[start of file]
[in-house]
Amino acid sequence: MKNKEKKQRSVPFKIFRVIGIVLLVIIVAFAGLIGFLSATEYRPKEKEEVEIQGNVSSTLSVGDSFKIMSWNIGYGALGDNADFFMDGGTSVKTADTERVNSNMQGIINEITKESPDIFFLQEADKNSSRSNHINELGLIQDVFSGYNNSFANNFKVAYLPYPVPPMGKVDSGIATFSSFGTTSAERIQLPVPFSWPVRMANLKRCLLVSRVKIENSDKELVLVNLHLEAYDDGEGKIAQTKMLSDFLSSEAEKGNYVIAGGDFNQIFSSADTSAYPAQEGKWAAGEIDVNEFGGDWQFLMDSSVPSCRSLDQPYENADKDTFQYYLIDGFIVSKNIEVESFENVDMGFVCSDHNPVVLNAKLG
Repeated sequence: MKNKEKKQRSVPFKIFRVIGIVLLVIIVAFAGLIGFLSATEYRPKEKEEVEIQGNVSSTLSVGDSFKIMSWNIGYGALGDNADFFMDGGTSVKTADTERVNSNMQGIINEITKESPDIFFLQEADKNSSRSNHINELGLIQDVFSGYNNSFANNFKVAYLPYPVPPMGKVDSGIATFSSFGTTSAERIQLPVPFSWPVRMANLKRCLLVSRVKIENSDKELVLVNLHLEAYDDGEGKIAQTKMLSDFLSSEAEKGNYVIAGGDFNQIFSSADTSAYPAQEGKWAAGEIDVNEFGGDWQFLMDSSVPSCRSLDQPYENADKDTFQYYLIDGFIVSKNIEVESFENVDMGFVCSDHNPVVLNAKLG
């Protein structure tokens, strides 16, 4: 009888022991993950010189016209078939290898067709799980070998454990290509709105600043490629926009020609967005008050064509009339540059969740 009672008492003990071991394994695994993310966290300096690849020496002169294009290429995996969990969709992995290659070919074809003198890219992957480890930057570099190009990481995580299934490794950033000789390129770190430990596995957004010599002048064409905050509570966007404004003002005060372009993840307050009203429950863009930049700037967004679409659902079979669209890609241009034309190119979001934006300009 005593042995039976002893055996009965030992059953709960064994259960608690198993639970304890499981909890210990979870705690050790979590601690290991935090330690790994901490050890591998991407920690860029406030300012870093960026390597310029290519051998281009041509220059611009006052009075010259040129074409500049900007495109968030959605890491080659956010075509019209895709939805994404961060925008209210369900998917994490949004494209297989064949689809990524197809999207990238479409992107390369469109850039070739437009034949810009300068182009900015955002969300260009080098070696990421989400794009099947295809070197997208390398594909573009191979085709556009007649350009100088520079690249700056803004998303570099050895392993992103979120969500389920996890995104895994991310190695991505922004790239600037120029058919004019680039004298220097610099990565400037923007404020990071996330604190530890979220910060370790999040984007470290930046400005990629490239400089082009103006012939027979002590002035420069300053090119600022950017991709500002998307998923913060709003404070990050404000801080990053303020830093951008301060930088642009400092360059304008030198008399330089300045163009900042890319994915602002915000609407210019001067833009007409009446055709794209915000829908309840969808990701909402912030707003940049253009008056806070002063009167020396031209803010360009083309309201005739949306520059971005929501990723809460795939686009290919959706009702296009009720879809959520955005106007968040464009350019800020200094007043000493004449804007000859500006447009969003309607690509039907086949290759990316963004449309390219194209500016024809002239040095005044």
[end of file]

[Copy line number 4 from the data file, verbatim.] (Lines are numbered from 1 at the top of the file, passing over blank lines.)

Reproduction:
């Protein structure tokens, strides 16, 4: 009888022991993950010189016209078939290898067709799980070998454990290509709105600043490629926009020609967005008050064509009339540059969740 009672008492003990071991394994695994993310966290300096690849020496002169294009290429995996969990969709992995290659070919074809003198890219992957480890930057570099190009990481995580299934490794950033000789390129770190430990596995957004010599002048064409905050509570966007404004003002005060372009993840307050009203429950863009930049700037967004679409659902079979669209890609241009034309190119979001934006300009 005593042995039976002893055996009965030992059953709960064994259960608690198993639970304890499981909890210990979870705690050790979590601690290991935090330690790994901490050890591998991407920690860029406030300012870093960026390597310029290519051998281009041509220059611009006052009075010259040129074409500049900007495109968030959605890491080659956010075509019209895709939805994404961060925008209210369900998917994490949004494209297989064949689809990524197809999207990238479409992107390369469109850039070739437009034949810009300068182009900015955002969300260009080098070696990421989400794009099947295809070197997208390398594909573009191979085709556009007649350009100088520079690249700056803004998303570099050895392993992103979120969500389920996890995104895994991310190695991505922004790239600037120029058919004019680039004298220097610099990565400037923007404020990071996330604190530890979220910060370790999040984007470290930046400005990629490239400089082009103006012939027979002590002035420069300053090119600022950017991709500002998307998923913060709003404070990050404000801080990053303020830093951008301060930088642009400092360059304008030198008399330089300045163009900042890319994915602002915000609407210019001067833009007409009446055709794209915000829908309840969808990701909402912030707003940049253009008056806070002063009167020396031209803010360009083309309201005739949306520059971005929501990723809460795939686009290919959706009702296009009720879809959520955005106007968040464009350019800020200094007043000493004449804007000859500006447009969003309607690509039907086949290759990316963004449309390219194209500016024809002239040095005044």